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Suður Þingeyjarsýsla

Suður Þingeyjarsýsla in Northern Iceland features a 250 km road trip called the “Diamond Circle,” due to the shape of the route. This trip provides the traveler with an exceptional glimpse of the area.

With spectacular scenery between the five key stops on the route, this journey offers encounters with Europe’s most powerful waterfall, Dettifoss, with the historically significant Goðafoss, and the otherworldly landscapes surrounding Lake Mývatn. Another stop on the route features the crescent-shaped Ásbyrgi canyon. The Diamond Circle tour begins and ends in the “oldest Icelandic settlement,” Húsavík, which is the business and tourist hub of Suður Þingeyjarsýsla.

Húsavík is the home to the Whale Museum and is known as the Whale Capital of Iceland, due to the many whale viewing tours that originate from the town in hopes of sighting any of the twenty-three different species of whales that can be found in Skjálfandi Bay. Other cultural attractions include the Museum House at Húsavík which has several collections including a maritime and natural history museum, a folk museum, and an art gallery.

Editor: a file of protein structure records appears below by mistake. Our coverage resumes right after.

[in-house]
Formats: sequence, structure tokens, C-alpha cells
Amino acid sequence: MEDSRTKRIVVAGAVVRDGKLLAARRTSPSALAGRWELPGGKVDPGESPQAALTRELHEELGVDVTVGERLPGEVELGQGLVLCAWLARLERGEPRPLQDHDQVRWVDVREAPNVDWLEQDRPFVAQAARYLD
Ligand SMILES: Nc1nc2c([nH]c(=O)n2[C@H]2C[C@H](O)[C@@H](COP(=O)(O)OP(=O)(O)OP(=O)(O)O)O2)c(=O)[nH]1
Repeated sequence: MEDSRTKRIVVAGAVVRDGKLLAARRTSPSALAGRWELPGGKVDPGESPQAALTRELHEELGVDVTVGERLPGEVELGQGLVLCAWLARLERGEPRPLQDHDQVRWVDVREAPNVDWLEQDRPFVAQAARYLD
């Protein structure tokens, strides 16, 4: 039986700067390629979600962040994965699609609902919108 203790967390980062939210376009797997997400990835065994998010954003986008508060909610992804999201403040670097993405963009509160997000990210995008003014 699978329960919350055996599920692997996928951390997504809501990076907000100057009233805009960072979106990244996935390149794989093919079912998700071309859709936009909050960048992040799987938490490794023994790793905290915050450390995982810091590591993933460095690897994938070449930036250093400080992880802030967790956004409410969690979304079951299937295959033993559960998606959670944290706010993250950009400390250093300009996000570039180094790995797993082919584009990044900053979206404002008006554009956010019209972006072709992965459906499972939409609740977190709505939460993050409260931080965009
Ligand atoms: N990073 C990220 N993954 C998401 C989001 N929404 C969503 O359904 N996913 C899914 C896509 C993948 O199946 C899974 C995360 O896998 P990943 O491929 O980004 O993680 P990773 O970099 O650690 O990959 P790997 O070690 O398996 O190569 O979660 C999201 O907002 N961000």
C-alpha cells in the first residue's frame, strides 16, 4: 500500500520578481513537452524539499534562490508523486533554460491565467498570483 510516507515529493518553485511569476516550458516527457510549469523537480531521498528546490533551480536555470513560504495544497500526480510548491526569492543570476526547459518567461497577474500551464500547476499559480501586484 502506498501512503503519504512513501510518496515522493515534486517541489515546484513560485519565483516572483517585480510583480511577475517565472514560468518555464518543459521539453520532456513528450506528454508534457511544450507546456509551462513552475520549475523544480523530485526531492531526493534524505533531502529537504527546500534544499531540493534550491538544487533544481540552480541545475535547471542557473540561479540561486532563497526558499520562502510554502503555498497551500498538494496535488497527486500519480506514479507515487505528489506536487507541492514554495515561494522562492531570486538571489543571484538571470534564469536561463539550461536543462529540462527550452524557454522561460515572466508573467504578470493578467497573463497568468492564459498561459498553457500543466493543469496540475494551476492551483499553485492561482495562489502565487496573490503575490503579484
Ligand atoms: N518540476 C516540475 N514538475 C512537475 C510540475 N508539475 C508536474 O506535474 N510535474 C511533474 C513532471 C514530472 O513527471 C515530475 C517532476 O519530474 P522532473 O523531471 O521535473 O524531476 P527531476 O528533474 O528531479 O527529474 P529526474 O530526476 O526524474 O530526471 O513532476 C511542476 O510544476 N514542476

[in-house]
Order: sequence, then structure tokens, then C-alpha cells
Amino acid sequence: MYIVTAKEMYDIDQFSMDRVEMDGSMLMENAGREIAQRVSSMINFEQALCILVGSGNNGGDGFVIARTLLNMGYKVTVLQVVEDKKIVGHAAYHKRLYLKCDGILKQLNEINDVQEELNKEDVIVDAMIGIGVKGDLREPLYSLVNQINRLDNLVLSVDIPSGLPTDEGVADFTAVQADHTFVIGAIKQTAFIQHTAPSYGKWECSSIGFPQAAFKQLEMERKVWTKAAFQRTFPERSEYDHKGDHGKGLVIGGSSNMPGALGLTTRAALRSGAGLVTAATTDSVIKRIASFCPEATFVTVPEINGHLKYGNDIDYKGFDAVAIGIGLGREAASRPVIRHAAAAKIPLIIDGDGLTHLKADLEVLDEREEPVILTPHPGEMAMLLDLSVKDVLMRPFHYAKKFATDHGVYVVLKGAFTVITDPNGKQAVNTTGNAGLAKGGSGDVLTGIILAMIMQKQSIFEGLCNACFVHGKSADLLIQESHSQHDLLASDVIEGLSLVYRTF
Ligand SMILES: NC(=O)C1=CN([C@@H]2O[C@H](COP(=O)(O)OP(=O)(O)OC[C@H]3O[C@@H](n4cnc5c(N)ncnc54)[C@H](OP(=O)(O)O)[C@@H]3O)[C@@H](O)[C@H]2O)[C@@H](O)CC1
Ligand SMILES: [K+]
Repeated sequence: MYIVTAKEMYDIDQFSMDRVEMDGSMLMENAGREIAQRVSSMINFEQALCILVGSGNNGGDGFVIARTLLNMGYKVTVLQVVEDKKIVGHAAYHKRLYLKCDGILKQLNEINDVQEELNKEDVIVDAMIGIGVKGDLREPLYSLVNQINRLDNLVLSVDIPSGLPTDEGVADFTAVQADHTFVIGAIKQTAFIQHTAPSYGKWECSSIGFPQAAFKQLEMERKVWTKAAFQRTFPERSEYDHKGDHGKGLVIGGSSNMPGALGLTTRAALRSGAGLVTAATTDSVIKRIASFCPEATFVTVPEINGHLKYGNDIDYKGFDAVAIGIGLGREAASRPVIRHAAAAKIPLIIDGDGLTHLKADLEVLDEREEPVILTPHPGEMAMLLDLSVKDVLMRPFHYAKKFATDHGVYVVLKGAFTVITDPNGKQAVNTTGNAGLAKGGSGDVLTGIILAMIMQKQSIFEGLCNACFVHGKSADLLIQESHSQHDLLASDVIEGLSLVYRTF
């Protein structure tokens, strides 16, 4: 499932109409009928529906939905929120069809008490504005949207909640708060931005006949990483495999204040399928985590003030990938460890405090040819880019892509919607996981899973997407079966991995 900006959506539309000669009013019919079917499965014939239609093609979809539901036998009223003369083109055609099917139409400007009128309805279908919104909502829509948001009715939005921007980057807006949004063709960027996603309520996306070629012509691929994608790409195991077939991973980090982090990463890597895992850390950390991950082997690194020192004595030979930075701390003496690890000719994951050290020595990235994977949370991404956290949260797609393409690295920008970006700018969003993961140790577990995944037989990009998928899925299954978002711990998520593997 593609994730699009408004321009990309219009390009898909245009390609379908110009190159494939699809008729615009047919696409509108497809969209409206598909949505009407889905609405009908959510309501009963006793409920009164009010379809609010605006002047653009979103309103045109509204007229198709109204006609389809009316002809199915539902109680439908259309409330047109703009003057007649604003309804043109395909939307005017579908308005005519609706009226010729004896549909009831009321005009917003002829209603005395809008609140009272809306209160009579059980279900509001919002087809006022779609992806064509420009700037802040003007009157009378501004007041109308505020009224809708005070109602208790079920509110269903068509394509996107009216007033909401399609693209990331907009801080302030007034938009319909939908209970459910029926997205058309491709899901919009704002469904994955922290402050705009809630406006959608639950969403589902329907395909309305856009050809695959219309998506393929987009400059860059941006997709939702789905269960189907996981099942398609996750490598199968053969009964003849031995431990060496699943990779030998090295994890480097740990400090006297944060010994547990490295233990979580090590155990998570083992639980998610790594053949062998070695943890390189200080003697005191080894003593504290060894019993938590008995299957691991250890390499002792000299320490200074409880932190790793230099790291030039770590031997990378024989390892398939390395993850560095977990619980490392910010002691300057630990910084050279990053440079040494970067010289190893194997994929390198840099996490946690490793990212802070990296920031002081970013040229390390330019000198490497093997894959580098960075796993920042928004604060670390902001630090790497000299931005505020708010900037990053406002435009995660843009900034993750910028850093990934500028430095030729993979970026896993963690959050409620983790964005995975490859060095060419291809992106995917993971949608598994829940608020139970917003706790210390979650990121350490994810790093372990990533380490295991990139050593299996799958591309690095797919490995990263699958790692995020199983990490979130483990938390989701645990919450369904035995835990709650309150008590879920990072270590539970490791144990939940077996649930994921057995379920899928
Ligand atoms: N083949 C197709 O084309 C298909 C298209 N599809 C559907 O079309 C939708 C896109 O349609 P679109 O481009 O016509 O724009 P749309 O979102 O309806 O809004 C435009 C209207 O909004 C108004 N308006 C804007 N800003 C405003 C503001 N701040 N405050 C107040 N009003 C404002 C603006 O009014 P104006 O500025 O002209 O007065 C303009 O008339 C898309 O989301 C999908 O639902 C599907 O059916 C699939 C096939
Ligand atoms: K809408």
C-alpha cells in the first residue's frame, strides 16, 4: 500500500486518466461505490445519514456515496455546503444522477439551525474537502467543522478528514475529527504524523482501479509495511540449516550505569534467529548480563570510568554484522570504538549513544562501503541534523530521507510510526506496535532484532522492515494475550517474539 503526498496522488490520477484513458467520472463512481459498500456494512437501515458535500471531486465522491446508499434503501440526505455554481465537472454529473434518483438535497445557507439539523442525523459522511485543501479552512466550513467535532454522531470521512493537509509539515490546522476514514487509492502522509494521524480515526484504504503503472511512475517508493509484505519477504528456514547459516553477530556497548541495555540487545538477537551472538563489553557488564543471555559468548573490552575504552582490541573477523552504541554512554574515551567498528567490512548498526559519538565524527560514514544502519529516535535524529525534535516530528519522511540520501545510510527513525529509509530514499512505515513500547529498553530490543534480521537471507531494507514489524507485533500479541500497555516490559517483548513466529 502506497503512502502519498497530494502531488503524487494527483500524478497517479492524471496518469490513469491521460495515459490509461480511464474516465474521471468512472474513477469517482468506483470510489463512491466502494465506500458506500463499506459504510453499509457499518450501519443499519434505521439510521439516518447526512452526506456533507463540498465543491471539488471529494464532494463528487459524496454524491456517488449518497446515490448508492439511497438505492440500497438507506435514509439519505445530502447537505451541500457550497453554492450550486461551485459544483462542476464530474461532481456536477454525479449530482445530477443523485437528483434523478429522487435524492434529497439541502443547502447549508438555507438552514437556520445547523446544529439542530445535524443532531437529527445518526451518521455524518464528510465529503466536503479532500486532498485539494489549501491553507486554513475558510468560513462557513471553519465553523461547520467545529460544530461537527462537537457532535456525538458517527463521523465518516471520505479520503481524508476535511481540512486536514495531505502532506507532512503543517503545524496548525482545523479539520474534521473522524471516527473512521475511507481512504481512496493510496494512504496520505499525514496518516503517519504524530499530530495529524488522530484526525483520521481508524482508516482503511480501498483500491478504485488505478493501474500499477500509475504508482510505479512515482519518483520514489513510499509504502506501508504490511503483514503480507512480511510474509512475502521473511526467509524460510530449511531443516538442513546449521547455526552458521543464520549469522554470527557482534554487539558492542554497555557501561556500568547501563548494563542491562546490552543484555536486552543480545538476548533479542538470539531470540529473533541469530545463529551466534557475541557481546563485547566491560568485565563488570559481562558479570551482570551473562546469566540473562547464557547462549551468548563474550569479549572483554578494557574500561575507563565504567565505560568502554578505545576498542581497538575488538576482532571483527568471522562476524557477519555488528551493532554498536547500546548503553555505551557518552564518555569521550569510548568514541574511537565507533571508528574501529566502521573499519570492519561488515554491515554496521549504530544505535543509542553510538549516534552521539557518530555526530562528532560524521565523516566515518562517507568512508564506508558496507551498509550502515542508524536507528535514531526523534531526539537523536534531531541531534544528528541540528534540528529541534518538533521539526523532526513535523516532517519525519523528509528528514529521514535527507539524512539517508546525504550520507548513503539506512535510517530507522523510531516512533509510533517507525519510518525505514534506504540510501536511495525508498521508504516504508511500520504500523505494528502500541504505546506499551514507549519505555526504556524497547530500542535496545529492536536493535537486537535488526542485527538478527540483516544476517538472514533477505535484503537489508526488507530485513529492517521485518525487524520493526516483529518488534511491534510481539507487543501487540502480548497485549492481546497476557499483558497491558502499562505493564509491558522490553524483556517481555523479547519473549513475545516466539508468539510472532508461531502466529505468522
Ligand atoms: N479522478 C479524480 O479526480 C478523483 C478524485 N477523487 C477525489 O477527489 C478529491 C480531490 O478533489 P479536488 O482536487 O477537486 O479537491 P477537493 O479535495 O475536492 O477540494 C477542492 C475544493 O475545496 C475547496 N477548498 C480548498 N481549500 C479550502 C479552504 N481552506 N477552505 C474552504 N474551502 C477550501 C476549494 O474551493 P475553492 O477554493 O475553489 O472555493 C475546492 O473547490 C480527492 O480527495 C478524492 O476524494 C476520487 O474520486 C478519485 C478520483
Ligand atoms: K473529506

Lake Mývatn is a major birdwatching site where over 115 species have been identified in the region. The preponderance of bird life has led to one of the area’s attractions, Sigurgeir’s Bird Museum, which houses the largest private bird and egg collection in Iceland.

Judy Dickson captured this image on a dark and rainy day of Dimmuborgir.
Judy Dickson captured this image on a dark and rainy day of Dimmuborgir.

And for the folklore enthusiast, another attraction is Dimmuborgir (Dark Cities) an area of volcanic rock outcroppings that suggest building ruins to some and to others homes of the “hidden people.” Dimmuborgir is in the Lake Mývatn area. A visit in winter might just result in an encounter with the “Yule Lads” since they have decided to make it their home.

Explorers checking for Yule Lad presence at Dimmuborgir. (Judy Dickson photo)